Ten years ago, my husband and I went to visit Thailand for our honeymoon. While we were enthralled by the vibrancy of Bangkok and the lushness of Phuket, environmental responsibility was definitely not the first adjective that came to mind during our travels – instead we could describe Thailand’s phenomenal food, extraordinarily friendly people, scarily bad taxi drivers, and unusually painful Thai massages.
This is why I was so pleased to read last week about Thailand’s expanded focus on environmental protection – a process that began in 2003 and has expanded to the level that Governor Suraphon Svetasreni of the Tourism Authority of Thailand (TAT) announced a few weeks ago “The need to reconcile the economic and ecological impact of travel and tourism is critical to the balanced strategy that we are pursuing as part of our tourism development policies.”
It’s more than lip service. Though there is still a way to go until Thailand develops a reputation for sustainable tourism, Thailand has developed a Green Leaf Certification program for hotels; a Thailand Tourism Awards program that recognizes sustainable tourism suppliers that are contributing to the conservation of the country’s natural and cultural resources; and the 7 Greens Concept, with an aim to promote environmentally-friendly tourism.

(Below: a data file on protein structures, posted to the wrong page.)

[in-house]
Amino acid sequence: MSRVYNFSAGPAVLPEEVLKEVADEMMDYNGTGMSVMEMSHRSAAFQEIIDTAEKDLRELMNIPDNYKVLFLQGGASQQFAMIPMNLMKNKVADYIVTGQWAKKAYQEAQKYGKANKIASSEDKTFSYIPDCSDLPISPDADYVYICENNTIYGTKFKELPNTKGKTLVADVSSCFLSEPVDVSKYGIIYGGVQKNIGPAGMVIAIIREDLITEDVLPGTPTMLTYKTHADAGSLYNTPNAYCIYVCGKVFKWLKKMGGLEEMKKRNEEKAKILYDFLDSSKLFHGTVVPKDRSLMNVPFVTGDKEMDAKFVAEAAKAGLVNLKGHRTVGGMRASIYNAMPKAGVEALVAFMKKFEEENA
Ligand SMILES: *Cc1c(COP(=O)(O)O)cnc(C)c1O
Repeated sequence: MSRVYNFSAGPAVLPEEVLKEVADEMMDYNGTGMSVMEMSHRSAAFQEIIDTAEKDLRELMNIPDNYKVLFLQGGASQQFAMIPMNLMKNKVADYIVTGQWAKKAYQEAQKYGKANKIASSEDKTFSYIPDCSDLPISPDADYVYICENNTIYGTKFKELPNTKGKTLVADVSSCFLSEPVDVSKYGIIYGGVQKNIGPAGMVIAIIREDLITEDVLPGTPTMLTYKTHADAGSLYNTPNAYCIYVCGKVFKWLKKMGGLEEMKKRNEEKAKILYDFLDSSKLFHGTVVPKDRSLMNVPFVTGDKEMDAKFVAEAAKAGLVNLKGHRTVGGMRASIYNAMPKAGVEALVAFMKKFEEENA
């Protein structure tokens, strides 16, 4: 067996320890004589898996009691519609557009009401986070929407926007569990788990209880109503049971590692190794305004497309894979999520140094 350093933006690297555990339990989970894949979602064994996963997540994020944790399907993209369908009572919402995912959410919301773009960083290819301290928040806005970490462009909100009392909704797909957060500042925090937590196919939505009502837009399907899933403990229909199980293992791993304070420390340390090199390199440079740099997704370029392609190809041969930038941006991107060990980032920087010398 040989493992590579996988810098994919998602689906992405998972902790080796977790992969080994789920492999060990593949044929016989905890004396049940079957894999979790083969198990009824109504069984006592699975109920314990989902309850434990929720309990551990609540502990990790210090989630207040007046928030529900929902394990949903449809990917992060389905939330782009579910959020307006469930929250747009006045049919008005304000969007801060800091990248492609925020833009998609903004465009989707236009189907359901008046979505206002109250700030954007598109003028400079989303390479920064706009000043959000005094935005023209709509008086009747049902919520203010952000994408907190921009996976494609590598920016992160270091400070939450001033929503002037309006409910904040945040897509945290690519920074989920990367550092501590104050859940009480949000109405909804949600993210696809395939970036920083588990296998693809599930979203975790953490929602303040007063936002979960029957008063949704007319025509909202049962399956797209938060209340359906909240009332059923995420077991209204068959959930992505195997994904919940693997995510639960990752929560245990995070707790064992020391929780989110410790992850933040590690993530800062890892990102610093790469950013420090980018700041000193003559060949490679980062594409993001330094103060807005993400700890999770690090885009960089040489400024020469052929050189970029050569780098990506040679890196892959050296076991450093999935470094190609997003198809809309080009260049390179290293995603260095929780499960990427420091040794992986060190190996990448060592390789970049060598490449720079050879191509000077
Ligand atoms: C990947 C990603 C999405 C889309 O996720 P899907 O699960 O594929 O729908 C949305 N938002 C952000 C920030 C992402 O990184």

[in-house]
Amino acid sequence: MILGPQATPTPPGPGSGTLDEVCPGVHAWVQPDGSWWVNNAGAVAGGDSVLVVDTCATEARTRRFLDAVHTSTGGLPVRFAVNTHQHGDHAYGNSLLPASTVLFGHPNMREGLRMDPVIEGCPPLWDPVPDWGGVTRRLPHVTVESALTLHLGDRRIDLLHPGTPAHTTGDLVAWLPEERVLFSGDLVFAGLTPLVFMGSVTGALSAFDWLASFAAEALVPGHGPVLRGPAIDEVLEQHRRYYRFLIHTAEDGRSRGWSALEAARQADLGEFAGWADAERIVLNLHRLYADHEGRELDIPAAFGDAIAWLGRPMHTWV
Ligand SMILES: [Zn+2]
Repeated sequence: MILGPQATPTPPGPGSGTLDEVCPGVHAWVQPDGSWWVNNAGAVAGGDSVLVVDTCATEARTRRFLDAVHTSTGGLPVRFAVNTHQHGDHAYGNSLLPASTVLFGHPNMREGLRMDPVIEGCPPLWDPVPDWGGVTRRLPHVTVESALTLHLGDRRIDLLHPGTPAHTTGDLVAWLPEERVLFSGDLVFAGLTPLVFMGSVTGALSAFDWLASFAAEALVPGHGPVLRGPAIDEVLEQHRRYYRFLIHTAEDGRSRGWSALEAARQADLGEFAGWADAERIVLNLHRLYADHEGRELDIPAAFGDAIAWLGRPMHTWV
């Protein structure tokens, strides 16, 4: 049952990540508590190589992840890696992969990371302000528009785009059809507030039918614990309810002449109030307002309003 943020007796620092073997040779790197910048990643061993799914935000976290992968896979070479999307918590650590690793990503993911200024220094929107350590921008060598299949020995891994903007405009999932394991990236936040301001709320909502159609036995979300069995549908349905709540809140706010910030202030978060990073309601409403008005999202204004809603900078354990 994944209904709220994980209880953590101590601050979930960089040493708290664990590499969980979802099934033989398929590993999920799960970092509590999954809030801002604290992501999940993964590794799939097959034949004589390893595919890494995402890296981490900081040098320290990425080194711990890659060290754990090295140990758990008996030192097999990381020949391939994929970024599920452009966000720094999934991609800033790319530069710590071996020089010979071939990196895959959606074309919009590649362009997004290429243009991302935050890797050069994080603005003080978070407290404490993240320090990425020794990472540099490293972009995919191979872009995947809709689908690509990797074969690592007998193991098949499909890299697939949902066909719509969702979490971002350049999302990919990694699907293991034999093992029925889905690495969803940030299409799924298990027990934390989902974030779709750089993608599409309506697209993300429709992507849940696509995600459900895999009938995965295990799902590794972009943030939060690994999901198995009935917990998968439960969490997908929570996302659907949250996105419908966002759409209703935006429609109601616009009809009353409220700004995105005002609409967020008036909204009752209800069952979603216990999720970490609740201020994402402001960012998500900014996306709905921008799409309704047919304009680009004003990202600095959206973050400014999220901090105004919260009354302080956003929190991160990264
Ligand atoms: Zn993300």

So, why now? Here are my top 5 reasons to visit Thailand sooner rather than later:
- Fewer Crowds – the months of January and February tend to have less rain coupled with more sunshine. In addition, after the Christmas rush, the crowds have gone leaving behind unique natural and cultural experiences at better prices.
- Beautiful Beaches and Diving – while the beaches in Thailand may vary from the rustic and pristine (Koh Yao Noi) to the celebratory and luxurious (Koh Samet), the commonality is their beauty and turquoise waters that make diving a very popular and educational activity.
- Incredible Flora and Fauna – the devastating floods last fall caused immense damage across the country, especially to the Historic City of Ayutthaya. However, the waters have now receded and the country is emphasizing not only its rebirth and resilience but the beauty of its other UNESCO World Heritage Sites as well including the wildlife in the Don Phayayen-Khao Yai Forest and Thungyai-Huai Kha Khaeng Wildlife Sanctuary.
- Real, Local Communities – one of our readers, Charles, a frequent traveler to Thailand, contributed a lovely article that speaks to his gratitude of going off the beaten path and being able to “meet the locals and participate in village life…” in northeastern Thailand.
- Slow Boat Travel – the major cruise lines all have itineraries that run through the region, but if you are looking for a less crowded alternative, consider the green slow boat on the Mekong from Thailand to Laos, which is “operated by a company that contributes to the schools of the hill tribe villages where the boat stops along the way, and does good green things like organic gardening, energy-efficient lighting and hot water, composting and recycling”.